Friday, December 26, 2008
Boxing Day: The Truth
A comment on an earlier blog of mine by world famous blogger, Ms Ether, got me wondering just what the heck Boxing Day actually celebrated. I just didn't know if it had to do with boxing gloves or with making boxes or boxcars or what. So this is a quick sketch of what I've learned.
Stolen from Wikipedia with a grain of salt:
"Boxing Day is a public holiday in the United Kingdom, Australia, Canada, New Zealand, Hong Kong and countries in the Commonwealth of Nations with a mainly Christian population. In South Africa, this public holiday is now known as the Day of Goodwill. It is based on the tradition of giving gifts to the less fortunate members of society. Contemporary Boxing Day in many countries is now a "shopping holiday" associated with after-Christmas sales.
This day is historically England's name for St. Stephen's Day. Saint Stephen was the first Christian martyr, being stoned to death in Jerusalem around A.D. 34-35. St. Stephen's Day is usually celebrated on December 26, which is a public holiday in some countries or areas in Europe (UK, Germany, Alsace, northern part of Lorraine, Catalonia) and around the world with predominantly Christian populations. In the Eastern Orthodox Church, St Stephen's Day is celebrated on the 27th of December, although in Greece the Greek Boxing Day (Synaxis Theotokou, Σύναξις Θεοτόκου) is also celebrated as a public holiday on the 26th of December and is not related to the English version.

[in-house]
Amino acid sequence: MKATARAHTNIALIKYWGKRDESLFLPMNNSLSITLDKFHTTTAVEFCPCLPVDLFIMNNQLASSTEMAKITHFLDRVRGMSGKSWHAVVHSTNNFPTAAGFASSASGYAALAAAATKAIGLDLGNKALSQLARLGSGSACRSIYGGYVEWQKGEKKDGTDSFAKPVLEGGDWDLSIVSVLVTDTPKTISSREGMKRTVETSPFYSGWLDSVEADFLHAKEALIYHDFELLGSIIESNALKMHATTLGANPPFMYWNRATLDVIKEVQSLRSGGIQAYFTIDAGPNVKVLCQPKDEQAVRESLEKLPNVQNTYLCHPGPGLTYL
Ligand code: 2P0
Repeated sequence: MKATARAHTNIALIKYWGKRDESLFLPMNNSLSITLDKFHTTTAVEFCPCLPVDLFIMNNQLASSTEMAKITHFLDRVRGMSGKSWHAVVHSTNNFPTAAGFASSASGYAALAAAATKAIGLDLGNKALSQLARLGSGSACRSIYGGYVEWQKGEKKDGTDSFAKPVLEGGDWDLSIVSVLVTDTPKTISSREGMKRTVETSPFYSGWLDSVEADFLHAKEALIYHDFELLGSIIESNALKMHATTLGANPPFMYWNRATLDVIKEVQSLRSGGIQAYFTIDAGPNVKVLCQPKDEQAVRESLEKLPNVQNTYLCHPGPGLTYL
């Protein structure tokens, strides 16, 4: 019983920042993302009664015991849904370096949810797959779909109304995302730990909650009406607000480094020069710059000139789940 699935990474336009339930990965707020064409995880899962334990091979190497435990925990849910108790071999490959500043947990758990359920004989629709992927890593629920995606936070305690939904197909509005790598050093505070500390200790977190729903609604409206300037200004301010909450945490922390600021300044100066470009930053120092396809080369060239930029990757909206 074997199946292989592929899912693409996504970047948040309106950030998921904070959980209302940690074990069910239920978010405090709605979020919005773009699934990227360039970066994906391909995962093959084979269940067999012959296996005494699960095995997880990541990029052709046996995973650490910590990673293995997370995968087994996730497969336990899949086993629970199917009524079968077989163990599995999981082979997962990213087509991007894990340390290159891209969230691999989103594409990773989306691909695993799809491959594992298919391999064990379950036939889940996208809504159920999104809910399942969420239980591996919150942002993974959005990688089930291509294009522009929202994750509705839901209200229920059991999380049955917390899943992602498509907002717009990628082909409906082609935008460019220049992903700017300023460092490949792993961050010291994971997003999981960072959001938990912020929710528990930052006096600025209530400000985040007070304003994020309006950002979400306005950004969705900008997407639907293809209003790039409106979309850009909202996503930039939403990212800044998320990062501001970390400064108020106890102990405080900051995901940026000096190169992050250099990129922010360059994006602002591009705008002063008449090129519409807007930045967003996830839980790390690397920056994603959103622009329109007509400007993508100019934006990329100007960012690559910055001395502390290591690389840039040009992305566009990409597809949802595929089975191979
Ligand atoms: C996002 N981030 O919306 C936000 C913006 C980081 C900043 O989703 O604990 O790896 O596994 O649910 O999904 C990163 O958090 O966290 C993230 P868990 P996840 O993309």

In Ireland the Bank Holidays Act 1871 established the feast day of St. Stephen's Day as a non-moveable public holiday on December the 26th, although since partition the name "Boxing Day" is used by the authorities in Northern Ireland and it has become a moveable public holiday in que with the rest of the UK. The Banking and Financial Dealings Act of 1971 established "Boxing Day" as a public holiday in Scotland. In the Australian state of South Australia, December the 26th is a public holiday known as Proclamation Day.
It is usually celebrated on the 26th of December, the day after Christmas Day; however, unlike St. Stephen's Day, Boxing Day is not always on the 26th of December, its associated public holiday can be moved to the next weekday if the 26th of December is a Saturday or Sunday. The movement of Boxing Day varies between countries."
I have to wonder what St Stephen would have thought about folks going shopping in his honor. Perhaps they are buying Pet Rocks? It's good to know he was the first Christian martyr. I have been curious about this for a long time. When and where did the first martyrdom occur? Were Christians the first to have martyrs? Or did they coopt this idea, too? But in all seriousness, I will have to look into this....